THE CONSTANTINOPLE FIRE BRIGADE.
It is a positive relief to pause for an instant in the easy but ungracious task of all-round censure and criticism, and to accord an unqualified meed of praise to an institution which stands out well-nigh perfect amidst the surrounding ferest of abuses. I refer to the excellent Fire Brigade of Constantinople. Count Sczhenyi, of the patrician Magyar House bearing that name, worked some time under Captain Shaw in London, and soon became a marked man for his skill and courage in battling with the devastating element. He then made the tour of the great cities of Europe, and crossed over to America—always with the same object in view, viz., of making himself a first-class “extinguisher,” and he has thoroughly succeeded, for it is owing to the Hungarian “Graf” that Stamboul—poor to beggary in most of the spoils of civilization—can boast a Pompier ” division second to none. No one who remembers Constantinople a decade ago will forget the horrible cry of “Yanghin Vir! by which 1 is nightly slumbers were so often shattered. “The Fire is coming, the fire is coming!”—the dread call was then of terrible import, for once started, a fire would often rage unhindered over a whole quarter of the city. Then would rise the hardly less ominous cry “Tulumbadji!” (the Firemen !) for these worthies, under pretence of trying to put out the flames, carrid on a shameless system of wholesale pillage. It was useless to bar one’s doors and windows against their advance ; they swept along in hordes, locust-like, and swarmed into one’s house, irresistible and rapacious. Crash went the windows, and out flew one’s “lares and penates” into the arms of the ” Fire Brigands’ below—colleagues of the wretches who were gutting one’s house even faster than the flames could have done. The doughty “tulumbadji” was even wont to help the flames, and thus enlarge the field of his operations. The noise and confusion, the glare, the yells, the blows, the smoke, and the surging crowd were simply indescribable. The most terrible cincepti ns of Dor;5 and ” Ilollcnbeughel,’’ to the accompaniment of some of Wagner’s most nerve-rending passages, the whole scene enacted in an a mosphere manufactured in a witch’s kettle, would be required to do justice to the subject.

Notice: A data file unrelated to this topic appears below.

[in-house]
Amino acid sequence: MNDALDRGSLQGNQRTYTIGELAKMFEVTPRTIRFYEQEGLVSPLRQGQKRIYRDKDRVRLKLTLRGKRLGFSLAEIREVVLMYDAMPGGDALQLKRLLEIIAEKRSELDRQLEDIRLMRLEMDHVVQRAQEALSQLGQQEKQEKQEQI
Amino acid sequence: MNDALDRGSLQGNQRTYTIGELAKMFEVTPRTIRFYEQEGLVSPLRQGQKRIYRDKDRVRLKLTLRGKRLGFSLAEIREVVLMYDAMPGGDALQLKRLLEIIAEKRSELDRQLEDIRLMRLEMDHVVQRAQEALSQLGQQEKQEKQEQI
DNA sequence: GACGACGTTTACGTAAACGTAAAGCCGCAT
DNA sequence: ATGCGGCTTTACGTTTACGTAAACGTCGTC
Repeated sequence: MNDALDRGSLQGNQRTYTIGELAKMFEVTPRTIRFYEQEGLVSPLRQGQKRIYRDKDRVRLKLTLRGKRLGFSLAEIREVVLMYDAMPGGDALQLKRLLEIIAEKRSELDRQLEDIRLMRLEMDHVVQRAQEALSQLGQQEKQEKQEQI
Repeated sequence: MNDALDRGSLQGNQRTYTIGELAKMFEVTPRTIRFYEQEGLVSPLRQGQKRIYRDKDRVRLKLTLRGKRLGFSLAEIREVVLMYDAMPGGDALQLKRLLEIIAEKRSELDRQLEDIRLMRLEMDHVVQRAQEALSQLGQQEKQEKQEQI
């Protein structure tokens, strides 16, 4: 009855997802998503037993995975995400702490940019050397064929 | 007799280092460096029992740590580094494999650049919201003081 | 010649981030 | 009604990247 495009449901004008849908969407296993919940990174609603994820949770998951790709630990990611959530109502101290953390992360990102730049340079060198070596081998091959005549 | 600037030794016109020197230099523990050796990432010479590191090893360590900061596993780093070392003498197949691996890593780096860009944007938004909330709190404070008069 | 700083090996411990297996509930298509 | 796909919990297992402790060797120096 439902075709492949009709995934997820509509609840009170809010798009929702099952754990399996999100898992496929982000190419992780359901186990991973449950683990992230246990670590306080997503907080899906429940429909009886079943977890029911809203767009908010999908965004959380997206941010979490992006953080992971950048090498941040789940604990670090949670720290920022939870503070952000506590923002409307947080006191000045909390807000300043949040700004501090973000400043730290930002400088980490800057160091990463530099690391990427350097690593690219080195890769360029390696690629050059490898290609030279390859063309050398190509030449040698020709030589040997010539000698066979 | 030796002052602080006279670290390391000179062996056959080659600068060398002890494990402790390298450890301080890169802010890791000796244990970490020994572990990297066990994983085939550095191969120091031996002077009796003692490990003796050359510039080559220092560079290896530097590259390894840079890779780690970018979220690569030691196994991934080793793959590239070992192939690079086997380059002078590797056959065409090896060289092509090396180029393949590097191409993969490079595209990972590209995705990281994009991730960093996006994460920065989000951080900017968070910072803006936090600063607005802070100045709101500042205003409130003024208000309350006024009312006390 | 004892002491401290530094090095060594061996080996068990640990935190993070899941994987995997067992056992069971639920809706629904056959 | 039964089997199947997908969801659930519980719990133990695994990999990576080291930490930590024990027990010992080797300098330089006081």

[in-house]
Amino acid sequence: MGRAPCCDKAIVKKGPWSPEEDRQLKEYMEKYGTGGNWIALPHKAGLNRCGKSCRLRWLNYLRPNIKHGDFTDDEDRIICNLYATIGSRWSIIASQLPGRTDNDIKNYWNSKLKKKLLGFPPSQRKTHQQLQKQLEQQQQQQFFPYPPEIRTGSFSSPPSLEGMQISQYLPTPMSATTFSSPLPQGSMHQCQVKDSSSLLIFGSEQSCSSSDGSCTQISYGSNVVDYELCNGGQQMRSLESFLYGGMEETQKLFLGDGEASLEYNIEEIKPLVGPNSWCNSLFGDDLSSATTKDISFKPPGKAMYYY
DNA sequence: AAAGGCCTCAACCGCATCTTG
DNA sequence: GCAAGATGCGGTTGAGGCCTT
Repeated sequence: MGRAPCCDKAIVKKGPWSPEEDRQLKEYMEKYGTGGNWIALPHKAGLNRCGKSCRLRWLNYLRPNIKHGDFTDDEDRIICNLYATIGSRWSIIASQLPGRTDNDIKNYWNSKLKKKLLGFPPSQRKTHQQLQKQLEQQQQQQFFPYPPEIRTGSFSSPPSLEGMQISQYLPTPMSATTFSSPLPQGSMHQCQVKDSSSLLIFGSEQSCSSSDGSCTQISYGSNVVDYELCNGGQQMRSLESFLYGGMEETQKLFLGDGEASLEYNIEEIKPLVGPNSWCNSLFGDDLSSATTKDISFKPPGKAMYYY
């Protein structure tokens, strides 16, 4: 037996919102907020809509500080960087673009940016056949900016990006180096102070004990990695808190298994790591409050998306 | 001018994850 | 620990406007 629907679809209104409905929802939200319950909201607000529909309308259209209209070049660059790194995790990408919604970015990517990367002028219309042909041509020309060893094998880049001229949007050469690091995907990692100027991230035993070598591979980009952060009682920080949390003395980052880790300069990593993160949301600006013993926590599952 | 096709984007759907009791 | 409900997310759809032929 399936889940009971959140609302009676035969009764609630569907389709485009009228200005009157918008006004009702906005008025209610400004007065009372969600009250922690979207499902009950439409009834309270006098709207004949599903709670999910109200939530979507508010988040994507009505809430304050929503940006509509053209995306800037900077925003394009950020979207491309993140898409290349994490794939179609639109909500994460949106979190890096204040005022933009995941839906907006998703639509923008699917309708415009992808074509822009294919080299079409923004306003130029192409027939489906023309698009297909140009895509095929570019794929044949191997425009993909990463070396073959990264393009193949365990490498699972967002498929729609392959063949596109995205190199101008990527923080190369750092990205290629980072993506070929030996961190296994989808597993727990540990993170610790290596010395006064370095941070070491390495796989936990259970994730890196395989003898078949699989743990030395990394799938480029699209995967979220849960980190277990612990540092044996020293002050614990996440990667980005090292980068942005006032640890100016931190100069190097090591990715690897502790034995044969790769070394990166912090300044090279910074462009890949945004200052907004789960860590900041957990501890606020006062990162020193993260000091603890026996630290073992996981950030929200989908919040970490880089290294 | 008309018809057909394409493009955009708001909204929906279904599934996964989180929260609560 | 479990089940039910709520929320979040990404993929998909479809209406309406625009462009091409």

But to-day how different is the course of a fire! So different indeed, that a Constantinople conflagration is now one of the best conducted and most orderly occurrences in this very turbulent city. No sooner is the alarm signalled from the Genoese or Seraskier’s towers (the number and position of lamps or flags displayed indicates the whereabouts of the fire), than the brigade and its head appear with magic quickness’on the scene. A “cordon” is quickly formed, and the struggle commences between the men and the flames. There is no shouting, no babel of tongues—all that can be heard is the directing bugle of the Count, the hiss of the water as it falls into the flames, and the rythmical click-clack of the pumps The brigade consists of soldiers—two regiments and four battalions—and the total number of men is 6,000. So highly skilled and trained are they that during the Turco-Russian war one of these regiments was detailed off for Instruction duty, every man acting as a Drill-Sergeant for ordinary soldiers. By this means 20,000 recruits were soon licked into shape, and the regiment itself went into action under Suleiman Pasha, and greatly distinguished itself. I have been so fortunate as to witness the efficiency of the Sczhenyi Brigade. A fire broke out in that most disreputable quarter of Galata called Kemer Alti, and, as the ” Graf” told me, in the worst part of the quarter. There were only two or three houses destroyed, unluckily, but they were the worst—a sort of seventh hill of harm, a Mecca of mischievousness. Rambling, rattletrap, wooden tenements, the one a gamblinghouse where ” roulette ’’ was conducted on more than doubtful principles, but where his life would not be worth a ” caimd ” were the foolish dupe to remonstrate at the unfair loss of his money; the other, one of those Greek ball-rooms which are so common here. ” Mcgas Koros! ” as the modern language has it, flares out on a dozen painted lamps, and when the “ green ” tourist marches in, with a notion that he is going to see a little of Constantinople manners and customs, it is very short odds that he will march out again uninjured. For public security is at a very low ebb here just now—the police is in a disgracefully corrupt condition, and any crime is hushed up and never comes to light, because baksheesh is omnipotent.— Globe.